Definitions

from The American Heritage® Dictionary of the English Language, 4th Edition

  • n. Any of a group of complexes composed of protein and nucleic acid and found in the nuclei and cytoplasm of all living cells, as in chromatin and ribosomes, and in viruses.

from Wiktionary, Creative Commons Attribution/Share-Alike License

  • n. Any complex of a nucleic acid and a protein

from The Century Dictionary and Cyclopedia

  • n. A nucleo-al-bumin or a nucleoproteid.

from WordNet 3.0 Copyright 2006 by Princeton University. All rights reserved.

  • n. any of several substances found in the nuclei of all living cells; consists of a protein bound to a nucleic acid

Etymologies

nucleo- +‎ protein (Wiktionary)

Examples

  • Here we show that elements homologous to the nucleoprotein (N) gene of bornavirus exist in the genomes of several mammalian species, including humans, non-human primates, rodents and elephants.

    A New Wrinkle on Parasitic Elements

  • To progress to nucleoprotein cells from the ribocyte era, the RNA cell must devise translation.

    An Interesting Pattern

  • In the new study, Japanese researchers found copies of the bornavirus N (for nucleoprotein) gene inserted in at least four separate locations in the human genome.

    Wired Top Stories

  • And also, Pauling did not think that DNA “had a protein structure” – he thought that genes were encoded in the protein portion of nucleoprotein.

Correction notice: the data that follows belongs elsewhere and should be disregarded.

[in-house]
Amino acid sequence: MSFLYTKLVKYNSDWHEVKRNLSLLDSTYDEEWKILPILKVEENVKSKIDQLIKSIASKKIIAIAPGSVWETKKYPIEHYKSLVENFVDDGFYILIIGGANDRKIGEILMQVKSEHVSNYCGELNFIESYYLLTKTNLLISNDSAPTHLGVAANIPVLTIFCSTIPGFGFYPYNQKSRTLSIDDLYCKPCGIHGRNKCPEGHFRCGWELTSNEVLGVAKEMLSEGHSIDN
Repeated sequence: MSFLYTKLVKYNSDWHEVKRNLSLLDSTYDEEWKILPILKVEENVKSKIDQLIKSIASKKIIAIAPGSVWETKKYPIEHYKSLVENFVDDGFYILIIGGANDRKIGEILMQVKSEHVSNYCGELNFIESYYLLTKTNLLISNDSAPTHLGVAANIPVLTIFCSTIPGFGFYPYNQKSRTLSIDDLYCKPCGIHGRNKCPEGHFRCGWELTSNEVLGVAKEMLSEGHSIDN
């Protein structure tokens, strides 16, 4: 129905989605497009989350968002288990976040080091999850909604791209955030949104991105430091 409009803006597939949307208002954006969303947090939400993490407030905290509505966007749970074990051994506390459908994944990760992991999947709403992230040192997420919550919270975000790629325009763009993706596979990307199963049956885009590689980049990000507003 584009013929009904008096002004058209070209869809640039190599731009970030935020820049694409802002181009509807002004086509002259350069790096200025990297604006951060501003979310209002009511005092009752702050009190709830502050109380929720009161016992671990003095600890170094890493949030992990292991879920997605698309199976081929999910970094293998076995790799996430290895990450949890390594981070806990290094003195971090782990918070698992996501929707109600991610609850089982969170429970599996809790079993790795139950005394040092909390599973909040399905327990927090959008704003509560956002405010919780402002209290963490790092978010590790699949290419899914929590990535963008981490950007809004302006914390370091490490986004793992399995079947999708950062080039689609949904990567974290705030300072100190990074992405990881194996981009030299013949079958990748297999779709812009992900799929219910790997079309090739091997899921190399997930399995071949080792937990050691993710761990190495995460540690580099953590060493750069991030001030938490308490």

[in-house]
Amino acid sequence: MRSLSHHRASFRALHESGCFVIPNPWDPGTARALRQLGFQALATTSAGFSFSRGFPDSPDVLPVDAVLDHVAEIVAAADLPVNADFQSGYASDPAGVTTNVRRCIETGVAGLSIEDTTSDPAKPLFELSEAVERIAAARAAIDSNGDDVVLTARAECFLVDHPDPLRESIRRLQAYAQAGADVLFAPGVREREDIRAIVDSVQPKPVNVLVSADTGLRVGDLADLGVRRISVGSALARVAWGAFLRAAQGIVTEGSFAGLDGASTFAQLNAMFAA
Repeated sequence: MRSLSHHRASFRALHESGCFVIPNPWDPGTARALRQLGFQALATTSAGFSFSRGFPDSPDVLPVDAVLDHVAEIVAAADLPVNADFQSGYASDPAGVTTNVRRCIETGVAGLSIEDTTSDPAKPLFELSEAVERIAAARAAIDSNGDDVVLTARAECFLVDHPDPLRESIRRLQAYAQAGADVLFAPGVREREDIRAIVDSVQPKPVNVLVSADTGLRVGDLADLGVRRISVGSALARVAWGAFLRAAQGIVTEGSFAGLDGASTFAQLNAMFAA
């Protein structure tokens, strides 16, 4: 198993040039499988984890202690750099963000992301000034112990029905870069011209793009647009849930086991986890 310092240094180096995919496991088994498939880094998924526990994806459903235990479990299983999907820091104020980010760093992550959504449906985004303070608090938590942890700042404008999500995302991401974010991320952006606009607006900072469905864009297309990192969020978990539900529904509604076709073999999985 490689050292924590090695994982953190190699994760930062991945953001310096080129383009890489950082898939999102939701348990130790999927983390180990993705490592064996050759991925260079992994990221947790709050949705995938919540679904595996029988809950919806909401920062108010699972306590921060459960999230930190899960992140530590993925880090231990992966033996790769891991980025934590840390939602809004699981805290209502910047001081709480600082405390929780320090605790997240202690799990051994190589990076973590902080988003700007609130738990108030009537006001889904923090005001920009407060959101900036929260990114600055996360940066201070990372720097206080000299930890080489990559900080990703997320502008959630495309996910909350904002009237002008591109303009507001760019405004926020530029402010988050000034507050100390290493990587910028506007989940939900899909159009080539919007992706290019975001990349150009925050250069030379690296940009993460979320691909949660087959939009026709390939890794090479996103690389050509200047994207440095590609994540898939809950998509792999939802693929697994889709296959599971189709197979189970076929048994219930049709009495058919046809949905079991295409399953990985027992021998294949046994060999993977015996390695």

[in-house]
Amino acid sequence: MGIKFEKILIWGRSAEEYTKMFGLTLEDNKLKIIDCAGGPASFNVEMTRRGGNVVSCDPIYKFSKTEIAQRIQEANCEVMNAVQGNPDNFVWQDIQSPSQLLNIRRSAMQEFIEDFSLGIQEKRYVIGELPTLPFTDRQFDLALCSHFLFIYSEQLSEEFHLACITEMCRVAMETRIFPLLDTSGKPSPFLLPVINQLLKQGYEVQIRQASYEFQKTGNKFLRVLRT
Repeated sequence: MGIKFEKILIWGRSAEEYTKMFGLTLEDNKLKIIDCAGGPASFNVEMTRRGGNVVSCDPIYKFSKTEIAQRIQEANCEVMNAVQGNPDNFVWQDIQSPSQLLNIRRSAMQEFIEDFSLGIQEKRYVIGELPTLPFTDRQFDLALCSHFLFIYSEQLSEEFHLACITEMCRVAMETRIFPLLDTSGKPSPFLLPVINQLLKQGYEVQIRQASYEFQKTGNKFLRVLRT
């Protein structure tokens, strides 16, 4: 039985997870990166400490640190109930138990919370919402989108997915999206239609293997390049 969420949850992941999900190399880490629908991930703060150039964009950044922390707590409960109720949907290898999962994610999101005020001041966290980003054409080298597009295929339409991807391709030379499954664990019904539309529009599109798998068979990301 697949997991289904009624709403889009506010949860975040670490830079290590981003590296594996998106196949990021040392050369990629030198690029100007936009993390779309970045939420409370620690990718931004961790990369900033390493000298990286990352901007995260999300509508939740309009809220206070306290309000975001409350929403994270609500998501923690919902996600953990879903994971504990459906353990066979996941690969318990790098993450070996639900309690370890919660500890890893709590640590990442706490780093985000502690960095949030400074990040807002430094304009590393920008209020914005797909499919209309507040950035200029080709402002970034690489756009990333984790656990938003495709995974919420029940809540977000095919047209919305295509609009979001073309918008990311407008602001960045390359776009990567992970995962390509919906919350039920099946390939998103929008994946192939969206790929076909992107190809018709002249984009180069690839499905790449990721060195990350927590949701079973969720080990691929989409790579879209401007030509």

Fuller's Invention? - The Panda's Thumb

  • Repetitive DNA sequence elements are also fundamental to the cooperative molecular interactions forming nucleoprotein complexes.

    Richard Sternberg, vindicated, publishes paper on "junk DNA"

  • Its addition in minute amounts to the nucleoprotein tumor fraction, was expected to suppress the formation of the fibrillar halo if nucleic acids rather that the protein were responsible for the nerve growth promoting effect elicited by this fraction.

    Nobel Lecture The Nerve Growth Factor: Thirty-Five Years Later

  • His researches on the virus which causes the mosaic disease in tobacco plants led to the isolation of a nucleoprotein which displayed tobacco mosaic virus activity.

    Wendell M. Stanley - Biography

  • He studied the proteins of viruses and antibodies, and succeeded in isolating a nucleoprotein which had bacteriophage activity: his suggestion that the activity was due to nucleic acid was later proved to be correct.

    John H. Northrop - Biography

  • A chemical investigation of the protoplasm of the leucocytes shows the presence of nucleoprotein and of a globulin.

    V. Angiology. 2. The Blood

  • The envelope consists mainly of lecithin, cholesterin, and nucleoprotein.

    V. Angiology. 2. The Blood

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